73 comments on “Times 28849 – Spinal tap”

  1. 40 minutes. Much of this was very easy and for I while I thought I was on course for an early finish but I was delayed by two answers in the 5th row and several more in the SE corner.

    My LOI was SUPERWOMAN where I was fixated on ‘star’ being something astronomical, but SUPERNOVA was too short for the spaces available and I was unable to resolve the wordplay for a long time.

    TITI was unknown and looked a bit unlikely but I plumped for it eventually because it fitted the wordplay. It’s not the easiest of words to search in the archive but I tracked down a single previous appearance in a Sunday puzzle in 2009 when I also didn’t know it.

    My main problem in the SE was AFFLATUS which I had to construct form wordplay. I was planning to claim it as another unknown but to my shame I discovered it has turned up 3 times over the years, and most recently in the Sunday puzzle on 14 January this year when its slightly unusual presence went without comment from me. Perhaps I found the wordplay on that occasion more straightforward than today’s.

  2. 12:57. A few bits to chew on but no great scares. Some vaguely-known words I had to construct, like ARTIFICERS and AFFLATUS, but they rang bells as the wordplay went in. KNOCKED DOWN and SUPERWOMAN both required penny-drop moments – for some reason I could only see KIOSKED for a while, and I was another thinking of supernovas, or perhaps the non-existent supernoman.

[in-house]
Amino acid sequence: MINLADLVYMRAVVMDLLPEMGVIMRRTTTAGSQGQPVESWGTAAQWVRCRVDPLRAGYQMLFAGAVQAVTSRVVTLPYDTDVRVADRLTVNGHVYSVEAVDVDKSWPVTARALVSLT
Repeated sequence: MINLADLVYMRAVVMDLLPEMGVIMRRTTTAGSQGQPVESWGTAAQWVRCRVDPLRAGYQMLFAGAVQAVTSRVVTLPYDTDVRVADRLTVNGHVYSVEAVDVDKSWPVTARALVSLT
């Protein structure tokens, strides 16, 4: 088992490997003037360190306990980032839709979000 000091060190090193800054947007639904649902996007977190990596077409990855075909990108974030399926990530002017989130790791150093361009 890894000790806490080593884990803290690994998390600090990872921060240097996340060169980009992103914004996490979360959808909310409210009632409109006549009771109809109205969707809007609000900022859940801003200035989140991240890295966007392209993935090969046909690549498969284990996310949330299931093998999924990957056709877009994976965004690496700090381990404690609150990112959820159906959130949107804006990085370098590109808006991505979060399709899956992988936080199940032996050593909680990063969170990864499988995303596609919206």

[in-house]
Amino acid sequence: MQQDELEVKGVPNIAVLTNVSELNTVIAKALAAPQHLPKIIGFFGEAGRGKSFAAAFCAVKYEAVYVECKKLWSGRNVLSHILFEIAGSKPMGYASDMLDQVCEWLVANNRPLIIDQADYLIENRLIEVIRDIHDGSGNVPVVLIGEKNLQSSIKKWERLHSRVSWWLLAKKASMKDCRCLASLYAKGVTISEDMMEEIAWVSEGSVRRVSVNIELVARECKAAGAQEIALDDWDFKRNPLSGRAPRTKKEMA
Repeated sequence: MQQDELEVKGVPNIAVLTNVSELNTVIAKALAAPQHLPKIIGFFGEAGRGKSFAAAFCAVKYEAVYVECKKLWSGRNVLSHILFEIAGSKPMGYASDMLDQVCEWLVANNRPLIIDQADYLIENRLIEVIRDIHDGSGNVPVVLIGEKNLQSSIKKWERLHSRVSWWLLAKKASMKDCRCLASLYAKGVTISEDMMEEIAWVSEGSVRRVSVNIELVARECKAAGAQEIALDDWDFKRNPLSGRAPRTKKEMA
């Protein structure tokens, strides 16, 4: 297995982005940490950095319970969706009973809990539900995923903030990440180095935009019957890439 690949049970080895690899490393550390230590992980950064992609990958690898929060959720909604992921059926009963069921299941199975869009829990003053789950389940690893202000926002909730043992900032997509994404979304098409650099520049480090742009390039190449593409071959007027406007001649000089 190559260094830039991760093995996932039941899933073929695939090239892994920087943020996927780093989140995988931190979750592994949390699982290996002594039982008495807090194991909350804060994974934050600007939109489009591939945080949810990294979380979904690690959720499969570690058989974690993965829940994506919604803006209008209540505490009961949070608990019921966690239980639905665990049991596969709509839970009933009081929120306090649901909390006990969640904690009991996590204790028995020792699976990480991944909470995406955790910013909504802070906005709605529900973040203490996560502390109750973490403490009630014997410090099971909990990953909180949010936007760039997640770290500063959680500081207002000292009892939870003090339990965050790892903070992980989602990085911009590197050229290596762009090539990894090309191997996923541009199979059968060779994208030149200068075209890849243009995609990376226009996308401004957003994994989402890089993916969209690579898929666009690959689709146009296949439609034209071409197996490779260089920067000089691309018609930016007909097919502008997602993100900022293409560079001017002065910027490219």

Thanks setter & ulaca.

  3. 20:30 and seemed harder than the average Mondays I’ve seen, personally.

    BROADS was my LOI, just after I had scrapped KIWI for TITI. One to add to the list of monkeys I guess.

    COD to ABUTTER, which made me chuckle. 15a had me thinking of a word beginning with W for the longest time, though, so another highlight. Thanks setter and blogger both.

    1. Yes, but should it be? My daughter spent a year there as part of her French degree, so we got to know the place quite well; and it definitely considered itself to be the capital of Brittany. According to Wikipedia, placing it in the Loire was highly controversial. Perhaps Ulaca knows a bit more than we thought!?

      1. As Martin says, Nantes is on the river Loire and very much in Pays de la Loire, about 50 km from the Brittany border. The capital of Brittany is Rennes, another pleasant place.

        1. 70km actually Pip, but:
          “Loire-Atlantique including Brittany’s ancient Duchy capital of Nantes, was separated from the rest of Brittany partly in retaliation for a large number of Bretons supporting the Free French National Council of Charles de Gaulle and also as an attack on Bretons who supported the independence of Brittany.”
          See also the Wiki article : https://en.wikipedia.org/wiki/Reunification_of_Brittany
          .. this was a big issue when i was in Nantes

        2. We used to live at almost the most northerly point in Mayenne/Pays de La Loire. The border with Orne/Basse Normandie was a little stream 300m down the road. Sue was an avid IKEA fan and for a while, the closest branch was at Nantes. Eventually one opened just outside Caen, much closer.

    2. My words ‘Britanny’s largest city, or not, as you prefer’ were intended to reflect Nantes’ history and the fact that many people still consider it to be part of Brittany – indeed, its capital.

      My wife and I spent a very enjoyable fortnight a little further northwest (in ‘Celtic’ Britanny) a couple of years ago.

  4. Same comments as Jack, really. 40 mins and held up by SUPERWOMAN, TITI (NHO) & AFFLATUS also worked out from following the wp closely.

    I was convinced that, in order to sell more raffle tickets, you would sell a book, not tear one (ticket) off! I couldn’t obviously work that into the answer though.

    I liked 1d.

    Thanks. U and setter.